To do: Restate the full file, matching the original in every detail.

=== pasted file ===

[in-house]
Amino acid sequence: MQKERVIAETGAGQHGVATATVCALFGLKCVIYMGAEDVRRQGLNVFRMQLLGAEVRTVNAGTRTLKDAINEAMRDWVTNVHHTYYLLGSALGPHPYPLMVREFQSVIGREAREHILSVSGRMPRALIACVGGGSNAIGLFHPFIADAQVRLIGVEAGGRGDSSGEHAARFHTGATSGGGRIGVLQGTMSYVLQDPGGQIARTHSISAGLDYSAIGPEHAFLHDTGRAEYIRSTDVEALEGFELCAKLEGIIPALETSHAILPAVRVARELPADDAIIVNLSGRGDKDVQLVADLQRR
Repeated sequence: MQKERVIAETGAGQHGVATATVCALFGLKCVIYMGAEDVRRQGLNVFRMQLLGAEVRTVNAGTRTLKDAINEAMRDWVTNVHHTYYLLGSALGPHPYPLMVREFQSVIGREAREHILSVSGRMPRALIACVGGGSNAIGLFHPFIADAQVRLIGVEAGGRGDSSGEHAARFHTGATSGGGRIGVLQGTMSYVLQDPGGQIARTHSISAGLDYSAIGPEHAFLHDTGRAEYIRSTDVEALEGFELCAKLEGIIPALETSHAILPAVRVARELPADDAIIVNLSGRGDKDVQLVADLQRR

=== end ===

[in-house]
Amino acid sequence: MQKERVIAETGAGQHGVATATVCALFGLKCVIYMGAEDVRRQGLNVFRMQLLGAEVRTVNAGTRTLKDAINEAMRDWVTNVHHTYYLLGSALGPHPYPLMVREFQSVIGREAREHILSVSGRMPRALIACVGGGSNAIGLFHPFIADAQVRLIGVEAGGRGDSSGEHAARFHTGATSGGGRIGVLQGTMSYVLQDPGGQIARTHSISAGLDYSAIGPEHAFLHDTGRAEYIRSTDVEALEGFELCAKLEGIIPALETSHAILPAVRVARELPADDAIIVNLSGRGDKDVQLVADLQRR
Repeated sequence: MQKERVIAETGAGQHGVATATVCALFGLKCVIYMGAEDVRRQGLNVFRMQLLGAEVRTVNAGTRTLKDAINEAMRDWVTNVHHTYYLLGSALGPHPYPLMVREFQSVIGREAREHILSVSGRMPRALIACVGGGSNAIGLFHPFIADAQVRLIGVEAGGRGDSSGEHAARFHTGATSGGGRIGVLQGTMSYVLQDPGGQIARTHSISAGLDYSAIGPEHAFLHDTGRAEYIRSTDVEALEGFELCAKLEGIIPALETSHAILPAVRVARELPADDAIIVNLSGRGDKDVQLVADLQRR